Its most striking peculiarity is tenacity of life, in which it probably surpasses most other animals. For this reason, and not from any remarkable strength of its own, few dogs can kill one singly. Indeed, so many instances have been known of their recovering under the most improbable circumstances, that a native dog is never considered as left for dead unless some vital part is severed. As a last resource, when neither running nor fighting are of any further service, it has a remarkable trick of “shamming dead,” when it may be dragged about by the heels and well belaboured without flinching, lolling its head listlessly down, as if quite lifeless, until a fair opportunity for crawling away presents itself.

A tame specimen, on our station, exhibited a striking instance of their natural cunning. He was chained in a small enclosure, into which a merino ram one day accidentally strayed, and not clearly seeing his way out again, prepared to attack his natural enemy, who being equally willing to do battle, stood out as far as his chain would permit, and awaited the attack. It was „strength versus skill. The ram, who boasted a formidable pair of the spiral horns peculiar to his breed, after retreating backwards for some distance in the usual way, rushed forward upon his foe with sufficient impetus to have knocked down an ox, and victory seemed already within his reach. But the native dog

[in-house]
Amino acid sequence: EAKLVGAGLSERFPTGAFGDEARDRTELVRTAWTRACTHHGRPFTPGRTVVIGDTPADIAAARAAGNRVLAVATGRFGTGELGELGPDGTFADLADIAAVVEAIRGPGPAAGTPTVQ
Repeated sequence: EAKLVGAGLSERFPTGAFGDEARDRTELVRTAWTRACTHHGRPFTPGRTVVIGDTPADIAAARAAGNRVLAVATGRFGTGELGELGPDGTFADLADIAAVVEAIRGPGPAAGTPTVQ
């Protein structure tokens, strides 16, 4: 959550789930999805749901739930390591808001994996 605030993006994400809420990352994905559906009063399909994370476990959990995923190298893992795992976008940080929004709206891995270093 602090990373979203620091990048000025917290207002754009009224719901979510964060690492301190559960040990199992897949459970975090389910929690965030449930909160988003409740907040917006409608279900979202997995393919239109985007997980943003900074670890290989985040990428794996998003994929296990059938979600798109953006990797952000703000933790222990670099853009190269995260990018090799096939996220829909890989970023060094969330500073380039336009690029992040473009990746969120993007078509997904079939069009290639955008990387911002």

was far too wary to stand the brunt of such a blow; so, just when it seemed inevitable, he crouched suddenly down, and seized his antagonist firmly by the throat as he flew over. Thus he would speedily have despatched him, had we not come to the rescue.

The native dog seldom barks, but howls most dismally, and at night, when they frequently approach the stations, nothing can be conceived more dreary than their cry, which is composed of a series of wailing notes, into the last of which, as if by way of a climax, they throw the very essence of melancholy. To make the matter worse, all the curs about the place invariably join in chorus, and the whole sound, echoing through the lonely woods, produces an effect which might triumph over the equanimity of Zimmerman himself, or any other votary of solitude.

Not the least attractive part of life in the interior of these colonies is the way in which pleasure can be combined with business, without much interfering, as is usually the case elsewhere, with its proper performance. The settler seldom goes out merely for sporting purposes, but they fall in his way as he labours in his vocation. The roving habits of his half-wild horses and horned cattle alone afford occasion for a great variety of hunting, and the chase of the native dog, and sometimes, though less frequently, owing to their shy nature, of the emu and kangaroo, occurs during his visits to his flocks, or his rides across his pasture-grounds.